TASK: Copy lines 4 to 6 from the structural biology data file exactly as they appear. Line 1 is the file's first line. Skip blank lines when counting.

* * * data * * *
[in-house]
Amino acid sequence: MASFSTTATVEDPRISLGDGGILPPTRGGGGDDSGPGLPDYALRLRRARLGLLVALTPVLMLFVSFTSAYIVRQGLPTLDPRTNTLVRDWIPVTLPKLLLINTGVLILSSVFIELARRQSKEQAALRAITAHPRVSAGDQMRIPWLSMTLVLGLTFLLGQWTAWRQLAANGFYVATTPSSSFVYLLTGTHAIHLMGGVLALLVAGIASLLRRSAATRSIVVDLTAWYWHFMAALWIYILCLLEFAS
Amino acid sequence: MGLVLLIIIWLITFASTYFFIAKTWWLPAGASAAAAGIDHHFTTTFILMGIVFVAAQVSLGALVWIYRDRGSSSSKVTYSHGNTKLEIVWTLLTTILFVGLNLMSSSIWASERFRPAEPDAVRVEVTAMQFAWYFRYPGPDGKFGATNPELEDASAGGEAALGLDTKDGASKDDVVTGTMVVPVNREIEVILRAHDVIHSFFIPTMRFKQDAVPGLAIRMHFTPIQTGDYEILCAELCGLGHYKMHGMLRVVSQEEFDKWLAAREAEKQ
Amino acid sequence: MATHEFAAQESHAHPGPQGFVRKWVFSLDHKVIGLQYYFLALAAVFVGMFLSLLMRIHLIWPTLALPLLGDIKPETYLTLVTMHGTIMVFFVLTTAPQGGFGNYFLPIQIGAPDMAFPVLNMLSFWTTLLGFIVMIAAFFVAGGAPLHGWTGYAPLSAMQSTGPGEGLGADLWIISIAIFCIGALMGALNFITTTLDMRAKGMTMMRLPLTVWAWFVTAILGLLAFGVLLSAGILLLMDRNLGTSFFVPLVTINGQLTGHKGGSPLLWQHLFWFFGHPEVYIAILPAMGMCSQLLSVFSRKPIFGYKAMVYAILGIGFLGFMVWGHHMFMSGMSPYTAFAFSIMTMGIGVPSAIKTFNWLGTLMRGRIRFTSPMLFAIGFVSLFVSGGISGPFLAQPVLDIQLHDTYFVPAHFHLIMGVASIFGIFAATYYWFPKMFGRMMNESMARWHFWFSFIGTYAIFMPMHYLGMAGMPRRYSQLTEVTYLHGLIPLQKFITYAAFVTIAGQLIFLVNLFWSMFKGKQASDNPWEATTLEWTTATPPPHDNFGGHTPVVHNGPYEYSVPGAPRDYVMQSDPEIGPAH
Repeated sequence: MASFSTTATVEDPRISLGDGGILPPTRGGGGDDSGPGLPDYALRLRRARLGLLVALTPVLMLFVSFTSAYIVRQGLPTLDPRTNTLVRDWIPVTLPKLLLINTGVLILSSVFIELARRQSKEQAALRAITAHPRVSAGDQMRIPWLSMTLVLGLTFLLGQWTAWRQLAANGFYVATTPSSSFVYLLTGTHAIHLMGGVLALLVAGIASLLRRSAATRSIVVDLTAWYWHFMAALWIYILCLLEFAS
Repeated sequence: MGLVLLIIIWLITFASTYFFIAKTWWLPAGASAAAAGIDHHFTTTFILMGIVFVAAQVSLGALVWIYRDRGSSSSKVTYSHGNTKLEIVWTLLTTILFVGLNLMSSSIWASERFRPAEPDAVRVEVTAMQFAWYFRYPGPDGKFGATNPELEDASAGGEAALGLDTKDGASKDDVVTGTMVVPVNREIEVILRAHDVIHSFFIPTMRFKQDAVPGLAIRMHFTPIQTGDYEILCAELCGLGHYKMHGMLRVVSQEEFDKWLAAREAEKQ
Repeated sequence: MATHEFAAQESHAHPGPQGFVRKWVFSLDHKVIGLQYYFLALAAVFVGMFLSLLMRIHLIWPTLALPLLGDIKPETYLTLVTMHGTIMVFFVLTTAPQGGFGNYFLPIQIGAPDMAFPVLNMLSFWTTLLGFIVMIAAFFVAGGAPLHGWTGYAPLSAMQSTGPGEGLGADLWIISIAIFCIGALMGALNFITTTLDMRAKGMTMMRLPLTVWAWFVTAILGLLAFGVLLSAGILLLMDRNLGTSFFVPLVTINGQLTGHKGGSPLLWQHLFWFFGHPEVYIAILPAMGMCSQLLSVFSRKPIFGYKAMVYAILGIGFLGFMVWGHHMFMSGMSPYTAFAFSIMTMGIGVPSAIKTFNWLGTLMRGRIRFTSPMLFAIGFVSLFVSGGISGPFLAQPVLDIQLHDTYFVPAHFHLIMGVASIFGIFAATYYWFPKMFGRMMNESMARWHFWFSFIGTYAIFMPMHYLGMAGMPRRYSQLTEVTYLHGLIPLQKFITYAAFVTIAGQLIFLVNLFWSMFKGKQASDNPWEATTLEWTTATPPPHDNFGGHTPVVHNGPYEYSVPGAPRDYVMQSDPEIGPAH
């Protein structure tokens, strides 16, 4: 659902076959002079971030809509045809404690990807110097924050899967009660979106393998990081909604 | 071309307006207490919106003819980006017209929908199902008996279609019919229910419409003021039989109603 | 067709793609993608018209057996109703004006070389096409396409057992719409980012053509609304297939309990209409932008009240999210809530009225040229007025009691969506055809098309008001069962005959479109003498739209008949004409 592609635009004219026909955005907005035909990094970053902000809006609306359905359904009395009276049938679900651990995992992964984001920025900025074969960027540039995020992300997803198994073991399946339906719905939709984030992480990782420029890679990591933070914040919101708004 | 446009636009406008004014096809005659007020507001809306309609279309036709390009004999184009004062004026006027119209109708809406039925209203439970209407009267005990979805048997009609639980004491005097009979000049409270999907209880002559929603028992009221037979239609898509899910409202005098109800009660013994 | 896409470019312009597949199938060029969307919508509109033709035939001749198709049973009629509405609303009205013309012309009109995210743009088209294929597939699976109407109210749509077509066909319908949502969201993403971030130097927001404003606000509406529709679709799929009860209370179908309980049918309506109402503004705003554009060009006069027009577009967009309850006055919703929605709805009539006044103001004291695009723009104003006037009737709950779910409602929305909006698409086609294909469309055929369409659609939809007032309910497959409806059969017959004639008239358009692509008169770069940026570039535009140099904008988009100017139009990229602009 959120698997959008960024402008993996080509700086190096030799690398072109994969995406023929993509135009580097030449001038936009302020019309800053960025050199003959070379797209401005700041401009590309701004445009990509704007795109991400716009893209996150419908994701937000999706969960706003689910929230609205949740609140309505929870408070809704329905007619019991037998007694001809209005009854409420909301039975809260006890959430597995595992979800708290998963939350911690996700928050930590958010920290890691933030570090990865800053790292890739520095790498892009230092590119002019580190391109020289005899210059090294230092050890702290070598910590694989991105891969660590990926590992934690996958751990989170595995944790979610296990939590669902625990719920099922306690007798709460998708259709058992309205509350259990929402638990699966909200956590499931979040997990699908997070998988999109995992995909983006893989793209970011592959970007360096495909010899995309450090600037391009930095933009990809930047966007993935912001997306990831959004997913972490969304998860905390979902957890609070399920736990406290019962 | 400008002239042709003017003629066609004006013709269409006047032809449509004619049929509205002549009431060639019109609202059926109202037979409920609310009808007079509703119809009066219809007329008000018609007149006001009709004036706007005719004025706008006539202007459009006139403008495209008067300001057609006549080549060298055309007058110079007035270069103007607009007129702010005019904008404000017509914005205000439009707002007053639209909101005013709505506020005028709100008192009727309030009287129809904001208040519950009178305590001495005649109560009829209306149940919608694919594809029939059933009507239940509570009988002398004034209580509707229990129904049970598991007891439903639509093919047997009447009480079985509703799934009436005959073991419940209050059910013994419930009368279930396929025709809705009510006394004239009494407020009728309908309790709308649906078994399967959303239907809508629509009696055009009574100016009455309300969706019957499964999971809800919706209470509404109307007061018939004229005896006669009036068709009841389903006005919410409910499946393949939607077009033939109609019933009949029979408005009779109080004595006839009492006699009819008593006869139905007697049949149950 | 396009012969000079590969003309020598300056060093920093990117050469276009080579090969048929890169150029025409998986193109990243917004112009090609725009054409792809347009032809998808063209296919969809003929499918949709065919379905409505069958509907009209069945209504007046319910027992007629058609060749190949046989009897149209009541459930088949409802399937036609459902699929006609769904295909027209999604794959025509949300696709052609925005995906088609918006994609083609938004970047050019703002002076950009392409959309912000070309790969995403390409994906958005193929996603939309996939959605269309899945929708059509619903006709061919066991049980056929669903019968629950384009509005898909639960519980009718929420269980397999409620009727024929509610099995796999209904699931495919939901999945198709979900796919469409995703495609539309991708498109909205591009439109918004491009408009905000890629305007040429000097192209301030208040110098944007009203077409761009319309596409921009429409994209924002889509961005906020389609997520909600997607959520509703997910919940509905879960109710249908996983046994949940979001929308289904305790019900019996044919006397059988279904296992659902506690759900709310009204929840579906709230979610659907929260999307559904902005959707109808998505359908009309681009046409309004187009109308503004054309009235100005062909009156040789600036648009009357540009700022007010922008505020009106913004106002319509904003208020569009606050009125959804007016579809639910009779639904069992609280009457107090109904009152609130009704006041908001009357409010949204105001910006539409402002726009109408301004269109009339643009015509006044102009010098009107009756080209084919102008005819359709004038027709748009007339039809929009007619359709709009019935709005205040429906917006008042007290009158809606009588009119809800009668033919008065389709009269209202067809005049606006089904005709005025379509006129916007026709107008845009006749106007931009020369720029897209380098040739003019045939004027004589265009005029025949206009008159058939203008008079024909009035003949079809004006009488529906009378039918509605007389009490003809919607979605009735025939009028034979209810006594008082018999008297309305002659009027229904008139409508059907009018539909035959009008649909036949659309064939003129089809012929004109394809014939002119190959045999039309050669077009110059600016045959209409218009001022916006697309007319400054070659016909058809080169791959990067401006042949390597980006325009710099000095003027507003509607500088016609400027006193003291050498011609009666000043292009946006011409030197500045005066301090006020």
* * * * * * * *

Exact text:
Amino acid sequence: MATHEFAAQESHAHPGPQGFVRKWVFSLDHKVIGLQYYFLALAAVFVGMFLSLLMRIHLIWPTLALPLLGDIKPETYLTLVTMHGTIMVFFVLTTAPQGGFGNYFLPIQIGAPDMAFPVLNMLSFWTTLLGFIVMIAAFFVAGGAPLHGWTGYAPLSAMQSTGPGEGLGADLWIISIAIFCIGALMGALNFITTTLDMRAKGMTMMRLPLTVWAWFVTAILGLLAFGVLLSAGILLLMDRNLGTSFFVPLVTINGQLTGHKGGSPLLWQHLFWFFGHPEVYIAILPAMGMCSQLLSVFSRKPIFGYKAMVYAILGIGFLGFMVWGHHMFMSGMSPYTAFAFSIMTMGIGVPSAIKTFNWLGTLMRGRIRFTSPMLFAIGFVSLFVSGGISGPFLAQPVLDIQLHDTYFVPAHFHLIMGVASIFGIFAATYYWFPKMFGRMMNESMARWHFWFSFIGTYAIFMPMHYLGMAGMPRRYSQLTEVTYLHGLIPLQKFITYAAFVTIAGQLIFLVNLFWSMFKGKQASDNPWEATTLEWTTATPPPHDNFGGHTPVVHNGPYEYSVPGAPRDYVMQSDPEIGPAH
Repeated sequence: MASFSTTATVEDPRISLGDGGILPPTRGGGGDDSGPGLPDYALRLRRARLGLLVALTPVLMLFVSFTSAYIVRQGLPTLDPRTNTLVRDWIPVTLPKLLLINTGVLILSSVFIELARRQSKEQAALRAITAHPRVSAGDQMRIPWLSMTLVLGLTFLLGQWTAWRQLAANGFYVATTPSSSFVYLLTGTHAIHLMGGVLALLVAGIASLLRRSAATRSIVVDLTAWYWHFMAALWIYILCLLEFAS
Repeated sequence: MGLVLLIIIWLITFASTYFFIAKTWWLPAGASAAAAGIDHHFTTTFILMGIVFVAAQVSLGALVWIYRDRGSSSSKVTYSHGNTKLEIVWTLLTTILFVGLNLMSSSIWASERFRPAEPDAVRVEVTAMQFAWYFRYPGPDGKFGATNPELEDASAGGEAALGLDTKDGASKDDVVTGTMVVPVNREIEVILRAHDVIHSFFIPTMRFKQDAVPGLAIRMHFTPIQTGDYEILCAELCGLGHYKMHGMLRVVSQEEFDKWLAAREAEKQ